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The Relationship between Anxiety and Depressive Symptoms and Substance Misuse (in Terms of Marijuana, Illicit Drugs, Tobacco, and Alcohol) in College Students
Devin Singh, Depts. of Psychology and Chemistry, with Dr. Sally Kuo and Dr. Amy Adkins, Dept. of Psychology
The prevalence of substance use (in terms of marijuana, illicit drugs, tobacco, and alcohol) in college students is of consistent concern as are rising rates of mental health concerns (i.e., anxiety and depression). College is a critical developmental period for establishing health in young adults. Previous studies have shown that students experienced anxiety and depressive symptoms when they used alcohol, cannabis, tobacco, amphetamines, cocaine, sedatives, and hallucinogens (Walters et al., 2018, & Stowell et al., 2019). The purpose of this study was to look at mental health and substance use in a college sample to determine the relationships between different patterns of use and internalizing symptoms. Data was taken from Spit4Science (Dick et al., 2014) and the analytic sample consisted of the freshman class of Fall 2014 and their follow-up survey in Spring of 2015 at a diverse, urban, public university. The survey covered anxiety and depressive symptoms and substance use. Separate sum scores for anxiety and depressive symptoms were put together by adding up the responses to four questions for anxiety symptoms and four questions for depressive symptoms, taken from the SCL-90 (Derogatis & Cleary, 1977), to get a total score for each. A metavariable substance use group was created based upon lifetime use: Non-Users; Alcohol Only; Alcohol and Nicotine; Alcohol and Marijuana; and Poly-Substance Use of Alcohol, Marijuana, and Illicit Drugs and/or Nicotine. Separate ANOVA tests were run for anxiety and depressive symptoms, and follow up comparisons done with a post-hoc Tukey Test. There was a significant difference in anxiety symptoms [F(4, 1320) = 3.983, p = 0.015] and depressive symptoms [F(4, 1321) = 7.698, p = 0.020] between the Polysubstance group and Alcohol Only group. The Polysubstance group had higher rates of symptoms. These results highlight potential detrimental emotional and behavioral health effects for polysubstance users.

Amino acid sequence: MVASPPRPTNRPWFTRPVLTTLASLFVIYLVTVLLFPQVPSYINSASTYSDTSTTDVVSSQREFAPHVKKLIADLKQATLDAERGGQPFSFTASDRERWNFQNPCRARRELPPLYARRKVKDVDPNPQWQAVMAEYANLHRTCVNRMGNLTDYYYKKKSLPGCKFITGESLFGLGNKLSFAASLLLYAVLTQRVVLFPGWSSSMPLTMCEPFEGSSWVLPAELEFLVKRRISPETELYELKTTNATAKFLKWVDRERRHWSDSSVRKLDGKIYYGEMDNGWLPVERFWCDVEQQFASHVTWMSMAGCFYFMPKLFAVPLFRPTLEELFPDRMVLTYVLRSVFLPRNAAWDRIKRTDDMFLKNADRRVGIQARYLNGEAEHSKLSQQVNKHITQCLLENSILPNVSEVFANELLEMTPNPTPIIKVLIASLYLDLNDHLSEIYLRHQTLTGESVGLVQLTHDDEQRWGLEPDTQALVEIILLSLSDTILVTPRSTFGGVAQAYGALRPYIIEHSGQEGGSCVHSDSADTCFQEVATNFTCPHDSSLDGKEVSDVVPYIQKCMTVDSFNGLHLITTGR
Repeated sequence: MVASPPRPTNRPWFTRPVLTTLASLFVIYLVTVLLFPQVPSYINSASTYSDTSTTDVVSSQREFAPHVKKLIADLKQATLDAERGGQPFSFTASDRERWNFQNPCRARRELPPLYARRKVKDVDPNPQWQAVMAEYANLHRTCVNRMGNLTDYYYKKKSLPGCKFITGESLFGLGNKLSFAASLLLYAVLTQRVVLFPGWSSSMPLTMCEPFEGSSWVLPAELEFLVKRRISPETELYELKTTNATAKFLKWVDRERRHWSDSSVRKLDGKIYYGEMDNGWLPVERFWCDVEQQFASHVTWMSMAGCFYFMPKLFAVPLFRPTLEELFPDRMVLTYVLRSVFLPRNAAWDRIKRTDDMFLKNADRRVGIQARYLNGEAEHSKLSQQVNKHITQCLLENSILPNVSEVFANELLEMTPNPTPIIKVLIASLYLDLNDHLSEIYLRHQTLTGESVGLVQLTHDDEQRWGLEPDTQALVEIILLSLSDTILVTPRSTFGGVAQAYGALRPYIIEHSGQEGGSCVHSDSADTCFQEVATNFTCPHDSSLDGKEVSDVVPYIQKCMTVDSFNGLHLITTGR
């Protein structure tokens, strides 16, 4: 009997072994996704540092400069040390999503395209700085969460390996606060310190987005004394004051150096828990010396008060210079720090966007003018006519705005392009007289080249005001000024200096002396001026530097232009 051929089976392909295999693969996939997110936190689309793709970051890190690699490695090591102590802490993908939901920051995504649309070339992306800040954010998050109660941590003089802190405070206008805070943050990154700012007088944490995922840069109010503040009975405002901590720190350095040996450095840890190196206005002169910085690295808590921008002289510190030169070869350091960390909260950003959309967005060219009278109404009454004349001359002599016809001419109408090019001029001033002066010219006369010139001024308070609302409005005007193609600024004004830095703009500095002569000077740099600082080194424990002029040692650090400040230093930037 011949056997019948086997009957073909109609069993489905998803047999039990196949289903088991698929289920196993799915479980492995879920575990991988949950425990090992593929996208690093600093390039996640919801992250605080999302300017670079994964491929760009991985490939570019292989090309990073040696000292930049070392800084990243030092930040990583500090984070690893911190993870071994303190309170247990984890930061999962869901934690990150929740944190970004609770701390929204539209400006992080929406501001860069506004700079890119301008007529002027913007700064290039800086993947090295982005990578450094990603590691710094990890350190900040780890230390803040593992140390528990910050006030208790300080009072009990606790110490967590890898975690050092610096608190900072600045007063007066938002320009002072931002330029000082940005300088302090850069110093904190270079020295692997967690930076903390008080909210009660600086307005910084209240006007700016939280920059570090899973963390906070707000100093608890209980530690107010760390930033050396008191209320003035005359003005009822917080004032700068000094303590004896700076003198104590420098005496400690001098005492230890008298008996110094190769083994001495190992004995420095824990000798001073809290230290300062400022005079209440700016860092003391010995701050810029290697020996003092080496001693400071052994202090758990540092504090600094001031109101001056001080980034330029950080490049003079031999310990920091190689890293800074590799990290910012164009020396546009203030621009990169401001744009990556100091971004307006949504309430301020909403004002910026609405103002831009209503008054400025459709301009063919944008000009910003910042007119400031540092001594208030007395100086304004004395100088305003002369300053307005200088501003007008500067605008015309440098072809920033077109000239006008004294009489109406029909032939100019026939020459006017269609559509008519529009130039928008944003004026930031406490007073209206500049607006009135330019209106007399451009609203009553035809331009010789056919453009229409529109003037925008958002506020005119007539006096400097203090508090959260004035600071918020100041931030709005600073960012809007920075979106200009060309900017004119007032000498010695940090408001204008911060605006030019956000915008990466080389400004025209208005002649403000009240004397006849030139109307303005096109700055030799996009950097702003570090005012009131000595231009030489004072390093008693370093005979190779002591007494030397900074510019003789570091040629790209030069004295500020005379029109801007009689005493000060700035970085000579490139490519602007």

Sally Kuo, Ph.D.
Amy Adkins, Ph.D.
Virginia Commonwealth University. Undergraduate Research Opportunities Program
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